Tuna Safety

ahi saladThe Food and Drug Administration (FDA) currently advises pregnant women and women of childbearing age, as well as young children, to avoid eating any swordfish, shark, king mackerel, or tilefish. But according to the FDA’s own test results, other fish are at least as toxic. Grouper, sea trout, orange roughy, and bluefish all have higher levels of mercury than tilefish. So does albacore (“white”) tuna, a staple in the diets of many Americans, especially children.

After pressure from watchdog groups and its own advisory panel, in 2004 the FDA recommended that these vulnerable populations consume no more than six ounces of albacore tuna a week. The Environmental Working Group (EWG), a nonprofit research and advocacy organization focusing on the environment and human health, says that’s not good enough. It recommends that pregnant women, women of childbearing age, and children under five avoid albacore altogether. “People eating this tuna will exceed safe exposure levels by a wide margin.” The EWG’s website (www.ewg.org) offers a “tuna calculator” to help people compute how much tuna they can safely eat.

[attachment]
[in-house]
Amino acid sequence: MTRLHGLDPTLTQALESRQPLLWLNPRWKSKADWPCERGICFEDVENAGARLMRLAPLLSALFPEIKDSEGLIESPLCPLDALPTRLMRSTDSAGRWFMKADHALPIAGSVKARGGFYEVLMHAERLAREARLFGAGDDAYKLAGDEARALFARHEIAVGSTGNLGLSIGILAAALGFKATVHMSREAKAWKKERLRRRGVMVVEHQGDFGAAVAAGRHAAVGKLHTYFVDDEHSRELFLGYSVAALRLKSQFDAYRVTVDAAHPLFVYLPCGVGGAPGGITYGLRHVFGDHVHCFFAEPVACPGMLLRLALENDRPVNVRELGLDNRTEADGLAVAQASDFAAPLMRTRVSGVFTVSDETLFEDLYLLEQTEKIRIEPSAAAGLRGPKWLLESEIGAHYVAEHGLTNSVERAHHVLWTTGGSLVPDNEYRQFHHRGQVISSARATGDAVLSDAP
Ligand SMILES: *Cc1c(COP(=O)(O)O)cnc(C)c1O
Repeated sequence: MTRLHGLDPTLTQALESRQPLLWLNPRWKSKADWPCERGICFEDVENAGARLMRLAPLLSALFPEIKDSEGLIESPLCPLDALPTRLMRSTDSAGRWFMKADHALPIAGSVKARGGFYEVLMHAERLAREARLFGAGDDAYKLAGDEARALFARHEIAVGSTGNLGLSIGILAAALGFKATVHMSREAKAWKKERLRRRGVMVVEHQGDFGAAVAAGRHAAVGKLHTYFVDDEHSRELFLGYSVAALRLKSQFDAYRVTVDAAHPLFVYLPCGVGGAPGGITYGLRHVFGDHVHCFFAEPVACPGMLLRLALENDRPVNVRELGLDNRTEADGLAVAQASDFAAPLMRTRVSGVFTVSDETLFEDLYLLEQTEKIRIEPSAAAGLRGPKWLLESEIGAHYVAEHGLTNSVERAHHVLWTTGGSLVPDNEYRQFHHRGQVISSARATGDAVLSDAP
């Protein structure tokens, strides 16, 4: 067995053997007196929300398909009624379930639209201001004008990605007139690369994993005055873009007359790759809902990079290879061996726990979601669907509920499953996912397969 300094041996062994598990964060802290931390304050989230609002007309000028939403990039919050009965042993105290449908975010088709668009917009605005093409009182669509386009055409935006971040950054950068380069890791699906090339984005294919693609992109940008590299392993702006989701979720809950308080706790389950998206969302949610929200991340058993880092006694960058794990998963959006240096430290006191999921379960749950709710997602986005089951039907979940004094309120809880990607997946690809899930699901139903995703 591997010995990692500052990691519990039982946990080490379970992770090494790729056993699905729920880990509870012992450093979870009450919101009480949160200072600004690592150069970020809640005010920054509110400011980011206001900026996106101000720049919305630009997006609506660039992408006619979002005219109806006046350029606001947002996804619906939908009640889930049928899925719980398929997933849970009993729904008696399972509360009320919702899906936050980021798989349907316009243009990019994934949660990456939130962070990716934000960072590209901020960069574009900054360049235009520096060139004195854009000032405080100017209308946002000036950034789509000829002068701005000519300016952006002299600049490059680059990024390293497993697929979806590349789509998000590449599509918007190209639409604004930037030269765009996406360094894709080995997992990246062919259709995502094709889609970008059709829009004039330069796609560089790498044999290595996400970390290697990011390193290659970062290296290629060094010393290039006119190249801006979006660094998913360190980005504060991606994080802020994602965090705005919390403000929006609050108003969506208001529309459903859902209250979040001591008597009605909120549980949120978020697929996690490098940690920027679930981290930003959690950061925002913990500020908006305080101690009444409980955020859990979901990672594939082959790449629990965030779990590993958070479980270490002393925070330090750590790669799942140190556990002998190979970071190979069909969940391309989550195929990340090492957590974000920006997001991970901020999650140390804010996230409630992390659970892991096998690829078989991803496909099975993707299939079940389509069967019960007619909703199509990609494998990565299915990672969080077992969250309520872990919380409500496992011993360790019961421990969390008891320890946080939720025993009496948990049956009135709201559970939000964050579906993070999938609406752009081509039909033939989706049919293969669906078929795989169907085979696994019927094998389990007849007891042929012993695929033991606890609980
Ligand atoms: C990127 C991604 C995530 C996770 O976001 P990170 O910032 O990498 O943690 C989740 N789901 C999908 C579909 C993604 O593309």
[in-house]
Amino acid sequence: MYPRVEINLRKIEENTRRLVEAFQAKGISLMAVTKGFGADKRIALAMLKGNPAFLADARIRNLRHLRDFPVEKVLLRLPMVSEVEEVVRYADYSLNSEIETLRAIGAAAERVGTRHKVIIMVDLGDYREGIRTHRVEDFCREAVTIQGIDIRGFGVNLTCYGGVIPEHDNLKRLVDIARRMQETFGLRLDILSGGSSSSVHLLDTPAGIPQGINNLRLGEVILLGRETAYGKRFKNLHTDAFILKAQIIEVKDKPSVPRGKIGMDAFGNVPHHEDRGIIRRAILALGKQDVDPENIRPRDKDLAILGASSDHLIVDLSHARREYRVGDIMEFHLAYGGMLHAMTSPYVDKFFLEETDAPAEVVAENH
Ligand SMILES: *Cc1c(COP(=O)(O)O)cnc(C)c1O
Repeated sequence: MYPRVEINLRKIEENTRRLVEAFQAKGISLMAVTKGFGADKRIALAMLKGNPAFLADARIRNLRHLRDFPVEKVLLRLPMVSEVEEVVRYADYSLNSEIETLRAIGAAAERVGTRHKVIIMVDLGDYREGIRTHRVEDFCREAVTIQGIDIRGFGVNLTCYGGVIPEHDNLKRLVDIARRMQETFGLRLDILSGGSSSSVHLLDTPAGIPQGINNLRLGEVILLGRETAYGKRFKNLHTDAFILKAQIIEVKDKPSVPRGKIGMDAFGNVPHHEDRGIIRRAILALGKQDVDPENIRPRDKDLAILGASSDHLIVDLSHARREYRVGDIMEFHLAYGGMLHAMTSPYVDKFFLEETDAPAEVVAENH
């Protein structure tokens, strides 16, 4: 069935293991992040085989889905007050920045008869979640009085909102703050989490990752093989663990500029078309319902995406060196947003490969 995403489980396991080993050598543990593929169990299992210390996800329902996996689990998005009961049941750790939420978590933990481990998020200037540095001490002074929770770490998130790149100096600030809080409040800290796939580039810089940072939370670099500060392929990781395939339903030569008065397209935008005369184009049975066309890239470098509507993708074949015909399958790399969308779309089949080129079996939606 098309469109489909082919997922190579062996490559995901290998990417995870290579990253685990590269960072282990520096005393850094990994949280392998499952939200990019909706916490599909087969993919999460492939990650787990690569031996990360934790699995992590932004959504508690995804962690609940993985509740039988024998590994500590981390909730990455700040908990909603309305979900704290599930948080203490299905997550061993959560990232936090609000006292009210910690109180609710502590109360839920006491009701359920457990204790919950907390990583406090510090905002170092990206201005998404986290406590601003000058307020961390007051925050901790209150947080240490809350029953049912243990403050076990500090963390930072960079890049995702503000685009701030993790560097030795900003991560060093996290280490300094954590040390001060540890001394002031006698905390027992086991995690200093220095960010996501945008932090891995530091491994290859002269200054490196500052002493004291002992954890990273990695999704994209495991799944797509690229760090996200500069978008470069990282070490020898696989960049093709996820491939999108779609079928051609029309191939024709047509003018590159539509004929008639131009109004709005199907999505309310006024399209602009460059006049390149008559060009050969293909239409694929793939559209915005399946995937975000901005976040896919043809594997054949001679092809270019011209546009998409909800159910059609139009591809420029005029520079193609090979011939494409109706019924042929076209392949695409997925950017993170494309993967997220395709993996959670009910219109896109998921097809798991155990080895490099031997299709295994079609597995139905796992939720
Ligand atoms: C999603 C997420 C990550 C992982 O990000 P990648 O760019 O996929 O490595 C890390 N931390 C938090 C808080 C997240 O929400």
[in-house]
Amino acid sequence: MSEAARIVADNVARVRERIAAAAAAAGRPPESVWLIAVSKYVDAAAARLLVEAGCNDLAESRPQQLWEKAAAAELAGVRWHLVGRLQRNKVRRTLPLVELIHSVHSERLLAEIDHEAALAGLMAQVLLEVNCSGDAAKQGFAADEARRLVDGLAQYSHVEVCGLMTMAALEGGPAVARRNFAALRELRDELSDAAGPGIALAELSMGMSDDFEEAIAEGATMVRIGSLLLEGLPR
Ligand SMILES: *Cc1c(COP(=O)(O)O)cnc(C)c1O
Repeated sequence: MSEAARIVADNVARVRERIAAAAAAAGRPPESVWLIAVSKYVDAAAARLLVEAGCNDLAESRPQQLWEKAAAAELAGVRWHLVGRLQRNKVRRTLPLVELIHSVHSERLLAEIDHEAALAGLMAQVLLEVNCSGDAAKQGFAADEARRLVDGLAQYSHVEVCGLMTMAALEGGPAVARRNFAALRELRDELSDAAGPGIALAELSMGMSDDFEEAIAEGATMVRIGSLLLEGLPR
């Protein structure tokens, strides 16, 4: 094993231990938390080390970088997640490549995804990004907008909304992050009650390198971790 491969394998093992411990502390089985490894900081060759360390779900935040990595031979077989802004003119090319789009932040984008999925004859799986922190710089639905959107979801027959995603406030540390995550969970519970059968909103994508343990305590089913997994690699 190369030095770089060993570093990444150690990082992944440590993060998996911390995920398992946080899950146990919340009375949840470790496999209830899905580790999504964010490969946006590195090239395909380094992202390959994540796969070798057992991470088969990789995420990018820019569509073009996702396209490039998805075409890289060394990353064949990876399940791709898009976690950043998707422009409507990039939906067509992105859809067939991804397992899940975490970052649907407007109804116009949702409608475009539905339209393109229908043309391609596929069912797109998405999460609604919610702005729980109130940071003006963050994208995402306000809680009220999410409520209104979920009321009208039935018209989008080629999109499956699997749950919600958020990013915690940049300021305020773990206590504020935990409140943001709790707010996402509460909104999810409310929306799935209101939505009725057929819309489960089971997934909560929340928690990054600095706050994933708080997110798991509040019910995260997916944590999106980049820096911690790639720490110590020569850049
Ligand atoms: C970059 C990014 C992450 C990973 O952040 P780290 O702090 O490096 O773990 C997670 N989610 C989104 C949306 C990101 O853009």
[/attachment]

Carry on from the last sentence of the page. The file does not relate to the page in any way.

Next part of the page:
Canned albacore contains almost three times as much mercury as light. Rhode Island and Vermont have taken responsibility for getting the word out to their citizens that albacore tuna is unsafe for sensitive populations. Safer fish include wild Pacific and Alaska salmon; pollock and haddock; and most shellfish, including clams, mussels, and scallops. Fish sticks, generally made from haddock, are a safe choice for kids. (see http://www.oceansalive.org)